I'm talking about thousands of people, so I feel like 1.4 million people are standing behind us and the very least that I can do is keep fighting for them.

O'BRIEN: There are people who would say by opening the scouts up to gays that you're going to end up destroying the gays it shall -- destroying the Boy Scouts, that the population who are there already it's dropped by roughly 20 percent some odd since 2000, but that is the argument against, as you know.

TYRRELL: Well --

O'BRIEN: How do you answer that?

TYRRELL: I think that, to be completely honest it's a little bit -- first of all, I don't agree with that but I think it's sad they're worried about their numbers when we're talking about children and their feelings and the dangerous message they're sending is it's not OK for you to be who you are, it's not OK for their parents to be who they are. It's a dangerous message to be sending.

So, the fact that they're worried about numbers, when they've been dwindling for years with the ban, I think it will only thrive. Everything else has thrived. When there is equality, there is progress.

O'BRIEN: A lot of church groups, I think it's 69 percent of the scouts that, the troops, the individual troops are, you know, correlated to these church groups and the church groups --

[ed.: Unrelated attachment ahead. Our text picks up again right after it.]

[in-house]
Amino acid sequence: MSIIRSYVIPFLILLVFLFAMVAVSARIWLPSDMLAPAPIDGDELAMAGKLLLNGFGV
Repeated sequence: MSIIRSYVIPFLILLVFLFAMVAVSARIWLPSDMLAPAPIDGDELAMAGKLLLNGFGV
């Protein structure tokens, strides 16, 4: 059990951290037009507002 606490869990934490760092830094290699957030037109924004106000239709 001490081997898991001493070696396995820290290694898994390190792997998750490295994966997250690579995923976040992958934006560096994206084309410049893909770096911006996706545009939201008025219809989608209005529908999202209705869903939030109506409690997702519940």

TYRRELL: While that may be true actually the numbers are, the amount of churches is large but the number of scouts that are in the other ones are even larger. And so many churches are on board with this.

You know what I mean? The UCC, the Methodists are coming on, even Mormons have released statements saying we're ready for this change. We're inclusive, because that's how it should be.

I mean, all of the arguments that they're using against this policy are the same arguments they've used throughout history to deny others' rights. So, they didn't work before and they shouldn't be working now. I think -- why can't we learn from our mistakes? I mean, it was -- it used to be women that were discriminated against and African- Americans were discriminated against and now it's gay people. Why can't we just say that we're all people?

O'BRIEN: Interesting to see how the vote goes.

TYRRELL: I'm so nervous.

O'BRIEN: I bet you are.

Thanks for talking with us, Jennifer. It's nice to catch up with you over the last, really, a year now that you've been involved in the struggle. We appreciate your time.

TYRRELL: Thanks, guys.

O'BRIEN: There are other stories making news as well. John has got that for us.

BERMAN: Thanks, Soledad.

Happening right now, we have to check out this incredible and frightening scene on I-95 in south Florida, a truck dangling off an overpass following a crash. Police say two people were in the truck when it crashed. One was removed and taken in the hospital, the other was trapped inside and said to be unresponsive. We're going to bring you more information on the terrible crash as it comes in.